Radio wristbands set to reduce risk of groups losing people

Mar 26, 2014 by Sean Kirby
Dr Farhan Khan and Professor Ming Lim, of the University of Derby's Centre for Supply Chain Improvement, with the prototype tracker wristband system.

Keeping track of large groups of children or vulnerable adults could be made a lot easier for those in charge of them, thanks to technology researchers at the University of Derby.

They've developed simple 'tracker wristbands', to be worn by members of a group, which all relay a signal to one held by the person responsible for the whole party. An adjustable range can be set up (of between five to 15 metres from the 'controller's' position), which then triggers an alarm on the if someone goes 'missing' and gives their full details.

The wristbands - which can be customised, for example with bright colours and animal characters for young children - are battery-driven and send an RFID (radio frequency identification) signal to the group head's device. RFID chips are used on many transported parcels, so their location and progress can be tracked via computer.

The idea originated with the University's Centre for Supply Chain Improvement, which uses its expertise in RFID technology to help the goods transport industry and other fields. The Centre has already received positive comments on the new system's potential applications and will shortly be surveying schools for their views.

Professor Ming Lim, Head of the University Centre, said: "I got the idea when I saw a teacher at a motorway service station trying to control a group of schoolchildren and having to ask other pupils whether their classmates were in the toilet, or wherever.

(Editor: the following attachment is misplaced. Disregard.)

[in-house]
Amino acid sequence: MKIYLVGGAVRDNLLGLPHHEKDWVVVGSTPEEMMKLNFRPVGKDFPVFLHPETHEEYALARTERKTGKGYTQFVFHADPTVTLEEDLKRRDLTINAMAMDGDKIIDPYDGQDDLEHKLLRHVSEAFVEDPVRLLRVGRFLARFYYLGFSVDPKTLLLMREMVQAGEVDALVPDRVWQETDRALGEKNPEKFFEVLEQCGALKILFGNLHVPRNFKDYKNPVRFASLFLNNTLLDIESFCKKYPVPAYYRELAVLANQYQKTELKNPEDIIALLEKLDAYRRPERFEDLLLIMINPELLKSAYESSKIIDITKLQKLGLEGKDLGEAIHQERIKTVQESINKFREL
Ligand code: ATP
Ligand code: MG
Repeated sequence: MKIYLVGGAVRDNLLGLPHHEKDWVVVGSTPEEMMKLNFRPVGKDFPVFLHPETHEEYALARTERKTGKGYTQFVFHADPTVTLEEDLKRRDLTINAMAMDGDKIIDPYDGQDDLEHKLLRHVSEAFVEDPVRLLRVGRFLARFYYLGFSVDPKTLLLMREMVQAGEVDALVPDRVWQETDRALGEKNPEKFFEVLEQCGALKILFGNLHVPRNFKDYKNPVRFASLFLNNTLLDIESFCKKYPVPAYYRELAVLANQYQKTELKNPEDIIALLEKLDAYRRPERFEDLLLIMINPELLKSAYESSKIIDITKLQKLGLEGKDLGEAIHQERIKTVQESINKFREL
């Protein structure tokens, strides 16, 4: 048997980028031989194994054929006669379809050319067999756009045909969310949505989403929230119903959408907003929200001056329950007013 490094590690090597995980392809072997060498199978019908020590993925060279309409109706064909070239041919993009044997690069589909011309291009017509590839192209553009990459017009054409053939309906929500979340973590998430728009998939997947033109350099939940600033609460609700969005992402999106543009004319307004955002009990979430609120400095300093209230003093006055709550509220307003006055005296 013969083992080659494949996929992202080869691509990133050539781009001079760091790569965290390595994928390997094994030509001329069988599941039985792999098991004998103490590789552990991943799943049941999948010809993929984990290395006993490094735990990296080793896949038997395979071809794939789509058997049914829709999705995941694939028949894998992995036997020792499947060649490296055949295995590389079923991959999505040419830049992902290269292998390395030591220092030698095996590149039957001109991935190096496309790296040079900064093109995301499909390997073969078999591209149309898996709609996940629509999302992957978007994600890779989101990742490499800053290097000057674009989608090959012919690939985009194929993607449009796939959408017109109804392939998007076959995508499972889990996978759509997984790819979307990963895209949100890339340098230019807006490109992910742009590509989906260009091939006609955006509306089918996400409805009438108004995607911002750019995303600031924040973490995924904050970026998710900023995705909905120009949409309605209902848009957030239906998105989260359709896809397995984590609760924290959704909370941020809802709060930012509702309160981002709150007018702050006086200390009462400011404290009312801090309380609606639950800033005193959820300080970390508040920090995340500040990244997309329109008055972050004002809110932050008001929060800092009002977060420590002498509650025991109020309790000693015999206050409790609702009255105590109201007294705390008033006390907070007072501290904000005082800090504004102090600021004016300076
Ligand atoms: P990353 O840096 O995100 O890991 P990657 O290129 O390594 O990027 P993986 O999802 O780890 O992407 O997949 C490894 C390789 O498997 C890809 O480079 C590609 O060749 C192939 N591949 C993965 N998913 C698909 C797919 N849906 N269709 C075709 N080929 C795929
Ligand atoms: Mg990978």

An example 'tracker wristband.'

"Our system's very flexible. The group head's control device can be set up for different ranges, depending on the environment and who the group members are. It can then keep track of individuals in , running into dozens of people.

"What we have at the moment is a working prototype, which we'd look to adapt and make smaller for commercial sale. For example, it might be sold as an off-the-shelf boxed set with one control device and eight wristbands. We can already see how it might be improved to work from a mobile phone plug-in , or to have communicators built into each wristband."

The technology has been developed by University researchers, Drs Farhan Khan and Michael Winsper.

Aside from school trips the might also be used for groups of elderly or vulnerable people, or tourist parties.

Explore further: Researchers use passive UHF RFID tags to detect how people interact with objects

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